14:30 | A Module System for Domain-Specific Languages SPEAKER: Ethan K. Jackson ABSTRACT. Domain-specific languages (DSLs) are routinely created to simplify difficult or specialized programming tasks. They expose useful abstractions and design patterns in the form of language constructs, provide static semantics to eagerly detect misuse of these constructs, and dynamic semantics to completely define how language constructs interact. However, implementing and composing DSLs is a non-trivial task, and there is a lack of tools and techniques. We address this problem by presenting a complete module system over LP for DSL construction, reuse, and composition. LP is already useful for DSL design, because it supports executable language specifications using notations familiar to language designers. We extend LP with a module system that is simple (with a few concepts), succinct (for key DSL specification scenarios), and composable (on the level of languages, compilers, and programs). These design choices reflect our use of LP for industrial DSL design. Our module system has been implemented in the FORMULA language, and was used to build key Windows 8 device drivers via DSLs. Though we present our module system as it actually appear in our FORMULA language, our emphasis is on concepts adaptable to other LP languages. |

15:00 | Combinatorial Search With Picat SPEAKER: Neng-Fa Zhou |

14:30 | SAT-based Decision Procedure for Analytic Pure Sequent Calculi SPEAKER: Yoni Zohar ABSTRACT. We identify a wide family of analytic sequent calculi for propositional non-classical logics whose derivability problem can be uniformly reduced to SAT. The proposed reduction is based on interpreting these calculi using non-deterministic semantics. Its time complexity is polynomial, and, in fact, linear for a useful subfamily. We further study an extension of such calculi with "Next" operators, and show that this extension preserves analyticity and is subject to a similar reduction to SAT. A particular interesting instance of these results is a HORNSAT-based linear-time decision procedure for Gurevich and Neeman's primal infon logic and several natural extensions of it. |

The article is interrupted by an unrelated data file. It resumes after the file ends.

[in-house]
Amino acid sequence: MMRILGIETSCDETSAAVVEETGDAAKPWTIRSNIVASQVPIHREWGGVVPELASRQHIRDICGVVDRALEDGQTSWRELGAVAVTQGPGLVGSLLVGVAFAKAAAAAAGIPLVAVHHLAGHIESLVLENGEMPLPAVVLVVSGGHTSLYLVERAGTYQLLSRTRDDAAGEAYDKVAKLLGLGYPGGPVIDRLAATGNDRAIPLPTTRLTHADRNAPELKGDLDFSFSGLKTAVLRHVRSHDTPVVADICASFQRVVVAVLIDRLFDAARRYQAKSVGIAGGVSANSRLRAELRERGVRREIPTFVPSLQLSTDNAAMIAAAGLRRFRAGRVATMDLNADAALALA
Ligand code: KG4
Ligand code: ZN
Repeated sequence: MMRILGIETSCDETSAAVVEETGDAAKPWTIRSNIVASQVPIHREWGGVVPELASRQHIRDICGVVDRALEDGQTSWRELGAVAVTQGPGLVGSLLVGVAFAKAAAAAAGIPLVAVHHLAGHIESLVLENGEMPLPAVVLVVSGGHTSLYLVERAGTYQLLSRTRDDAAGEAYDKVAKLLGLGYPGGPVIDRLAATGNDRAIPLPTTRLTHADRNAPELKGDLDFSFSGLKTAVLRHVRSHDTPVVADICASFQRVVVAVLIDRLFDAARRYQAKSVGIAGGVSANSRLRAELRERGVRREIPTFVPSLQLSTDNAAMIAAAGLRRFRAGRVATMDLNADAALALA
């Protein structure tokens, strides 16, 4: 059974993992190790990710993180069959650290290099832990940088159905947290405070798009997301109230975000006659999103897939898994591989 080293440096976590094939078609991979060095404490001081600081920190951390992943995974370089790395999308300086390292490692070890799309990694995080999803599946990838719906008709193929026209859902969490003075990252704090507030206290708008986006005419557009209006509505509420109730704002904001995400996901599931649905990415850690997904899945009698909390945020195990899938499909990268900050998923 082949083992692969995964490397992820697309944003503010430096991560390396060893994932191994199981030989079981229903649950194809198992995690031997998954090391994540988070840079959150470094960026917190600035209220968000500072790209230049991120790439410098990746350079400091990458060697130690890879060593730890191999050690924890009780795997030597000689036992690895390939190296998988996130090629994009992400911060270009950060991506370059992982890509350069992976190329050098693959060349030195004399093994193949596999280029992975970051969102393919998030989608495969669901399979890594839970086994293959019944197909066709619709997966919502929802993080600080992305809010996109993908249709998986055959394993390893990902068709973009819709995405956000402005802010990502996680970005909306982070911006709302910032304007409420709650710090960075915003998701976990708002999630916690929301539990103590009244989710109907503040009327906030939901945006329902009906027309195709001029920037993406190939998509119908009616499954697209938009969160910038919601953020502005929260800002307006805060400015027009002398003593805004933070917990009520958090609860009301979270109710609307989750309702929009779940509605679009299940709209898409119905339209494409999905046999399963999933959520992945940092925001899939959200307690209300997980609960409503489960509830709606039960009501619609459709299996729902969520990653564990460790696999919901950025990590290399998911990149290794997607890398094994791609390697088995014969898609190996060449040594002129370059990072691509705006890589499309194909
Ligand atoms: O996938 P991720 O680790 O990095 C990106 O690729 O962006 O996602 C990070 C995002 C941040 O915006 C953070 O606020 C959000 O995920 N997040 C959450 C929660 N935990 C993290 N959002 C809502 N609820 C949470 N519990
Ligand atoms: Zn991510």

15:00 | A Unified Proof System for QBF Preprocessing SPEAKER: Marijn Heule ABSTRACT. For quantified Boolean formulas (QBFs), preprocessing is essential to solve many real-world formulas. Application of a preprocessor, however, prevented the extraction of proofs to independently validate correctness of the solver's result. Especially for universal expansion proof checking was not possible so far. In this paper, we introduce a unified proof system based on three simple and elegant quantified asymmetric tautology QRAT rules. In combination with an extended version of universal reduction, they are sufficient to efficiently express all preprocessing techniques used in state-of-the-art preprocessors including universal expansion. Moreover, these rules give rise to new preprocessing techniques. We equip our preprocessor bloqqer with QRAT proof logging and provide a proof checker for QRAT proofs. |

15:30 | The Fractal Dimension of SAT Formulas SPEAKER: Jesus Giráldez-Cru ABSTRACT. Modern SAT solvers have experienced a remarkable progress on solving industrial instances. Most of the techniques have been developed after an intensive experimental testing process. It is believed that these techniques exploit the underlying structure of industrial instances. However, there is not a precise definition of the notion of structure. Recently, there have been some attempts to analyze the structure of these formulas in terms of complex networks, with the long-term aim of explaining the success of these SAT solving techniques, and possibly improving them. We study the fractal dimension of SAT instances with the aim of complementing the model that describes the structure of industrial instances. We show that many industrial families of formulas are self-similar, with a small fractal dimension. We also show how this dimension is affected by the addition of learnt clauses during the execution of SAT solvers. |